To develop a safe and effective state of the art gene-based treatment for the Tay-Sachs and Sandhoff diseases (subtypes of GM2 gangliosidosis)
Summary and Achievements
Tay-Sachs Disease (TSD) is an inherited neurological disease that severely affects the nervous system, and causes premature death. Children with the most common and severe form of Tay-Sachs Disease develop normally for the first months of life, but slowly deteriorate until death, usually by age 5. Juvenile and Late Onset forms are also devastating conditions. Although TSD was first described in the 1880's, there is currently no treatment for these GM2 Gangliosidosis diseases, a subset of a group of lysosomal storage diseases (LSDs). They are fatal in children and progressively disabling in their adult onset forms.
In recent years, outstanding therapeutic results have been achieved in mouse models of TSD using state-of-the-art gene therapy systems known as adeno-associated viral (AAV) vectors. Translation of these findings from mice to humans is a significant challenge that requires a considerable amount of research.
The Tay-Sachs Gene Therapy Consortium was founded in 2007 to develop a safe and effective gene-based treatment for the closely related Tay-Sachs and Sandhoff diseases (subtypes of GM2 gangliosidosis). The Consortium consists of scientists from an international coalition of institutions, including University of Massachusetts Medical School, New York University, Harvard University, Cambridge University, Boston College and Auburn University. Since its inception, the Consortium has striven to perform the preclinical safety and efficacy studies needed for the first-in-human clinical trial of gene therapy for Tay-Sachs and Sandhoff diseases. Some significant milestones achieved by the Consortium are listed below:
- Defined the natural history of GM2 gangliosidosis as a baseline to assess outcomes in clinical trials
- Demonstrated proof-of-principle that gene therapy is safe and effective in mice affected with GM2 gangliosidosis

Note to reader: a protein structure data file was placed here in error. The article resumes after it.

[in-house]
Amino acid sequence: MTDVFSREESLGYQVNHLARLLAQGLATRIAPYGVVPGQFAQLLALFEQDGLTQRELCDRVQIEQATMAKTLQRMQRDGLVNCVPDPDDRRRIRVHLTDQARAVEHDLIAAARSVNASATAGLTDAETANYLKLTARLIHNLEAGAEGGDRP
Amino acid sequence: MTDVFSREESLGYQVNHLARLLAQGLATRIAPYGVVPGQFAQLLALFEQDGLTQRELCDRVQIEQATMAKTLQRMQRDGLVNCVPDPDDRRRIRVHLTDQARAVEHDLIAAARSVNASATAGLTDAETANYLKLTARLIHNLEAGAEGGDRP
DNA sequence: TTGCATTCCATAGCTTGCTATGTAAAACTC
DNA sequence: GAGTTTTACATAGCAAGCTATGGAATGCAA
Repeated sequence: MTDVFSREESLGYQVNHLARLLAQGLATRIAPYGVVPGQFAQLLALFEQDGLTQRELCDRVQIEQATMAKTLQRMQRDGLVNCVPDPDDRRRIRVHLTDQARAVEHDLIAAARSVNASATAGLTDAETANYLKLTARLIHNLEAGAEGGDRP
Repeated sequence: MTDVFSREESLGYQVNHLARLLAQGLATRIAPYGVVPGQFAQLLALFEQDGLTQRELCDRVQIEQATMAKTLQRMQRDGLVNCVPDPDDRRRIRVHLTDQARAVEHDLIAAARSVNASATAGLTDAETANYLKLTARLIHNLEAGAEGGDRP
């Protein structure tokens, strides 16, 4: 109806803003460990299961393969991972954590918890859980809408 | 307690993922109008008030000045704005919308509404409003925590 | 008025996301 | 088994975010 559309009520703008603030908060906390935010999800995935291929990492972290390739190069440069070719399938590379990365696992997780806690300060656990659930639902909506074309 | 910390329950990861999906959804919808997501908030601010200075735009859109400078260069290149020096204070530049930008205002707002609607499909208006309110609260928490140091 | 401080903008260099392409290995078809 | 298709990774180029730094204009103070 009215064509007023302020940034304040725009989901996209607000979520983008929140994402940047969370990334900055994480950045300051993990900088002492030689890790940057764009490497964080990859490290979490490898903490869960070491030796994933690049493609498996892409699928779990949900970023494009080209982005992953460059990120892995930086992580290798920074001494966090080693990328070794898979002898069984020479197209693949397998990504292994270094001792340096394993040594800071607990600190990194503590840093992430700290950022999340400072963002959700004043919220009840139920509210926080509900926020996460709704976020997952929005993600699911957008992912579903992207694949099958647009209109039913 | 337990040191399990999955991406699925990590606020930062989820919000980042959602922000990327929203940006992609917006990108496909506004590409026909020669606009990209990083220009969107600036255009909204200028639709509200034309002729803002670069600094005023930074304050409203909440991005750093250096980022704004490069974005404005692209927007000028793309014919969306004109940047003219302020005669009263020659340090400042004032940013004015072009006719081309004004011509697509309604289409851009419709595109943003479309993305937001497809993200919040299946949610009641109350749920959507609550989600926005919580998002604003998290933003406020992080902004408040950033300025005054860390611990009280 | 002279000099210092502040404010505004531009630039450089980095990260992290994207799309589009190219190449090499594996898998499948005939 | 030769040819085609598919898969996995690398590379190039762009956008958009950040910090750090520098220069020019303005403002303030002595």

- Showed that GM2 cats treated by gene therapy have dramatic improvements in quality-of-life and live >4 times longer than untreated cats.
- Gene therapy studies in Tay-Sachs sheep have demonstrated that the same therapeutic principle of infusing AAV vector into the thalamus is effective to achieve widespread distribution of hexosaminidase in a large brain. These important results indicate that it is highly likely the same will be possible in the larger human brain.
- Refined vector design and delivery routes to the brain to optimize gene therapy
- Performed safety studies in normal mice and non-human primates (ongoing)
- Received $3.6 million from the National Institutes of Health to develop the AAV gene therapy for Tay-Sachs and Sandhoff diseases
- Received grants from the National Tay-Sachs and Allied Diseases and Cure Tay-Sachs foundations and others to perform supportive studies in large animals, preliminary toxicology, feasibility of manufacturing process.
- Held pre-pre-IND (investigational new drug) teleconference with the U.S. Food & Drug Administration (FDA).
- Submitted pre-IND document and held teleconference with FDA.
- FDA has provided further guidance in the design of IND-enabling toxicity and biodistribution studies necessary for submission of IND.
- Consortium now is performing final preclinical safety and efficacy studies needed for FDA approval of the first clinical trial. Work is also going on on preparation of the first manufacturing lot of compound needed for clinical studies and final documentations to send for FDA submission. It is planned to initiate clinical studies in the beginning of 2017.
- Work of consortium was highly regarded and consortium members published 14 articles in peer-reviewed journals as well as 2 book chapters and presented the work in international meetings.
- The TSGT consortium has maintained a close relation with the patient community through participation in the annual NTSAD family meeting and release of status updates. This close interaction with the community and foundations has been critical to continue the project through funding efforts and support. Moreover we anticipate the knowledge the community has gained over the years about the project will play a crucial role in the clinical trial as we anticipate extensive help in recruiting patients through the foundations and patient community.
It is expected that clinical studies in Tay-sachs patients would stop disease progression in children and adults with Tay-Sachs disease. This study would help to develop similar treatment for other genetic neurological diseases.